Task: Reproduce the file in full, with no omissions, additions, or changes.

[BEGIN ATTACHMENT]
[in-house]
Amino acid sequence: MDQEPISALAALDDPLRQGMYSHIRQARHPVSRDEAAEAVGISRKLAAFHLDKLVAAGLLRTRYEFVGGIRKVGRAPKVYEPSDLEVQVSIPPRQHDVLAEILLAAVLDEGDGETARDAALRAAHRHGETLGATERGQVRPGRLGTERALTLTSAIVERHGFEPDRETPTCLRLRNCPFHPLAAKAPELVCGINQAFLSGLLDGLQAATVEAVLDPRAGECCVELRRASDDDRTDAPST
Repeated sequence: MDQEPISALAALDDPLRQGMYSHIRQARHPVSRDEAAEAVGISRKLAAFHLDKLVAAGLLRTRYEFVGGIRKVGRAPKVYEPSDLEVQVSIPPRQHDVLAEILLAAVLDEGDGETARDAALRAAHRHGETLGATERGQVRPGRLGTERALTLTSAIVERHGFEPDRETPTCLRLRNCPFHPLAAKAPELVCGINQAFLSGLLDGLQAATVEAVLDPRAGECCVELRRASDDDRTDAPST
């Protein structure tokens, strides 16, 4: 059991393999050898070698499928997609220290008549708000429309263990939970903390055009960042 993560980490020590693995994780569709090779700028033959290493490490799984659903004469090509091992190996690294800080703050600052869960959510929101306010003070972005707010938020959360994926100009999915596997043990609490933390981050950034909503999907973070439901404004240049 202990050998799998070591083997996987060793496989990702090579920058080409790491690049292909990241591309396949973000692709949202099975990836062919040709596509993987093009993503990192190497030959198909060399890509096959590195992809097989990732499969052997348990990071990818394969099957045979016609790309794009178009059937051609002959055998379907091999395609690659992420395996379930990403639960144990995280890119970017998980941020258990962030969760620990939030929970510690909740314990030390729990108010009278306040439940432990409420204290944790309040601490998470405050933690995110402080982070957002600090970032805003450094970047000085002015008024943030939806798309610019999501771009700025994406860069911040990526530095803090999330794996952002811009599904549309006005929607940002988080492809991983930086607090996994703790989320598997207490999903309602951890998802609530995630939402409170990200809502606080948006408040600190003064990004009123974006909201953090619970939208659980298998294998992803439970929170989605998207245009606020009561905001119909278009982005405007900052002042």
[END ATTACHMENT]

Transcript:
[in-house]
Amino acid sequence: MDQEPISALAALDDPLRQGMYSHIRQARHPVSRDEAAEAVGISRKLAAFHLDKLVAAGLLRTRYEFVGGIRKVGRAPKVYEPSDLEVQVSIPPRQHDVLAEILLAAVLDEGDGETARDAALRAAHRHGETLGATERGQVRPGRLGTERALTLTSAIVERHGFEPDRETPTCLRLRNCPFHPLAAKAPELVCGINQAFLSGLLDGLQAATVEAVLDPRAGECCVELRRASDDDRTDAPST
Repeated sequence: MDQEPISALAALDDPLRQGMYSHIRQARHPVSRDEAAEAVGISRKLAAFHLDKLVAAGLLRTRYEFVGGIRKVGRAPKVYEPSDLEVQVSIPPRQHDVLAEILLAAVLDEGDGETARDAALRAAHRHGETLGATERGQVRPGRLGTERALTLTSAIVERHGFEPDRETPTCLRLRNCPFHPLAAKAPELVCGINQAFLSGLLDGLQAATVEAVLDPRAGECCVELRRASDDDRTDAPST
């Protein structure tokens, strides 16, 4: 059991393999050898070698499928997609220290008549708000429309263990939970903390055009960042 993560980490020590693995994780569709090779700028033959290493490490799984659903004469090509091992190996690294800080703050600052869960959510929101306010003070972005707010938020959360994926100009999915596997043990609490933390981050950034909503999907973070439901404004240049 202990050998799998070591083997996987060793496989990702090579920058080409790491690049292909990241591309396949973000692709949202099975990836062919040709596509993987093009993503990192190497030959198909060399890509096959590195992809097989990732499969052997348990990071990818394969099957045979016609790309794009178009059937051609002959055998379907091999395609690659992420395996379930990403639960144990995280890119970017998980941020258990962030969760620990939030929970510690909740314990030390729990108010009278306040439940432990409420204290944790309040601490998470405050933690995110402080982070957002600090970032805003450094970047000085002015008024943030939806798309610019999501771009700025994406860069911040990526530095803090999330794996952002811009599904549309006005929607940002988080492809991983930086607090996994703790989320598997207490999903309602951890998802609530995630939402409170990200809502606080948006408040600190003064990004009123974006909201953090619970939208659980298998294998992803439970929170989605998207245009606020009561905001119909278009982005405007900052002042």